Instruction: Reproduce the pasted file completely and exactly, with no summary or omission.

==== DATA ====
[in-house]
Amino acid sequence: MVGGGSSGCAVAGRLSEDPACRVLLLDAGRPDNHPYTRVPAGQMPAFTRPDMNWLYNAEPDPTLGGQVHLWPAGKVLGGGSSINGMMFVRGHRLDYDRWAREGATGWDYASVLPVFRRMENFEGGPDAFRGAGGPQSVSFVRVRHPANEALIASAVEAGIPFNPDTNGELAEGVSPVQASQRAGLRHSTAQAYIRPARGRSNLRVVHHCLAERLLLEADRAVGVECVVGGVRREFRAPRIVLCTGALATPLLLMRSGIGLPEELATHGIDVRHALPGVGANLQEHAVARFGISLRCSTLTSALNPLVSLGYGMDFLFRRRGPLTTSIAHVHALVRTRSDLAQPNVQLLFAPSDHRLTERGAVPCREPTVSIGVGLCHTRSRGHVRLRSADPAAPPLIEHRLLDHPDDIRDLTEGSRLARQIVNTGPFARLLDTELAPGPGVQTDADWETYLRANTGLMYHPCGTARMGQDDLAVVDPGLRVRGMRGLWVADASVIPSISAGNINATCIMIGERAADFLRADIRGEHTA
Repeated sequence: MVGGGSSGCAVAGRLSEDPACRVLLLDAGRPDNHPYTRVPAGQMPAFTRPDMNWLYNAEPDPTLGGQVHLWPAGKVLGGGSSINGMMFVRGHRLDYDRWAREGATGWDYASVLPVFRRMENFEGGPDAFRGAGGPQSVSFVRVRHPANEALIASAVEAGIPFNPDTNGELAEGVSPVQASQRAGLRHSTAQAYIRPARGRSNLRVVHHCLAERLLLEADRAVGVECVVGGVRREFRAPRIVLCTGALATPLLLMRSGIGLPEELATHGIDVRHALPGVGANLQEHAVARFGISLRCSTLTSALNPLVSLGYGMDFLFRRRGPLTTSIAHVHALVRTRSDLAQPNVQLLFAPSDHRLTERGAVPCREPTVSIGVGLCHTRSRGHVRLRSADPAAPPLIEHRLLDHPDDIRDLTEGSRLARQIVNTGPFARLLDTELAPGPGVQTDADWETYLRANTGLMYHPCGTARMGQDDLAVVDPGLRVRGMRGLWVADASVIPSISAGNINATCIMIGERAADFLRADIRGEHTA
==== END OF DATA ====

[in-house]
Amino acid sequence: MVGGGSSGCAVAGRLSEDPACRVLLLDAGRPDNHPYTRVPAGQMPAFTRPDMNWLYNAEPDPTLGGQVHLWPAGKVLGGGSSINGMMFVRGHRLDYDRWAREGATGWDYASVLPVFRRMENFEGGPDAFRGAGGPQSVSFVRVRHPANEALIASAVEAGIPFNPDTNGELAEGVSPVQASQRAGLRHSTAQAYIRPARGRSNLRVVHHCLAERLLLEADRAVGVECVVGGVRREFRAPRIVLCTGALATPLLLMRSGIGLPEELATHGIDVRHALPGVGANLQEHAVARFGISLRCSTLTSALNPLVSLGYGMDFLFRRRGPLTTSIAHVHALVRTRSDLAQPNVQLLFAPSDHRLTERGAVPCREPTVSIGVGLCHTRSRGHVRLRSADPAAPPLIEHRLLDHPDDIRDLTEGSRLARQIVNTGPFARLLDTELAPGPGVQTDADWETYLRANTGLMYHPCGTARMGQDDLAVVDPGLRVRGMRGLWVADASVIPSISAGNINATCIMIGERAADFLRADIRGEHTA
Repeated sequence: MVGGGSSGCAVAGRLSEDPACRVLLLDAGRPDNHPYTRVPAGQMPAFTRPDMNWLYNAEPDPTLGGQVHLWPAGKVLGGGSSINGMMFVRGHRLDYDRWAREGATGWDYASVLPVFRRMENFEGGPDAFRGAGGPQSVSFVRVRHPANEALIASAVEAGIPFNPDTNGELAEGVSPVQASQRAGLRHSTAQAYIRPARGRSNLRVVHHCLAERLLLEADRAVGVECVVGGVRREFRAPRIVLCTGALATPLLLMRSGIGLPEELATHGIDVRHALPGVGANLQEHAVARFGISLRCSTLTSALNPLVSLGYGMDFLFRRRGPLTTSIAHVHALVRTRSDLAQPNVQLLFAPSDHRLTERGAVPCREPTVSIGVGLCHTRSRGHVRLRSADPAAPPLIEHRLLDHPDDIRDLTEGSRLARQIVNTGPFARLLDTELAPGPGVQTDADWETYLRANTGLMYHPCGTARMGQDDLAVVDPGLRVRGMRGLWVADASVIPSISAGNINATCIMIGERAADFLRADIRGEHTA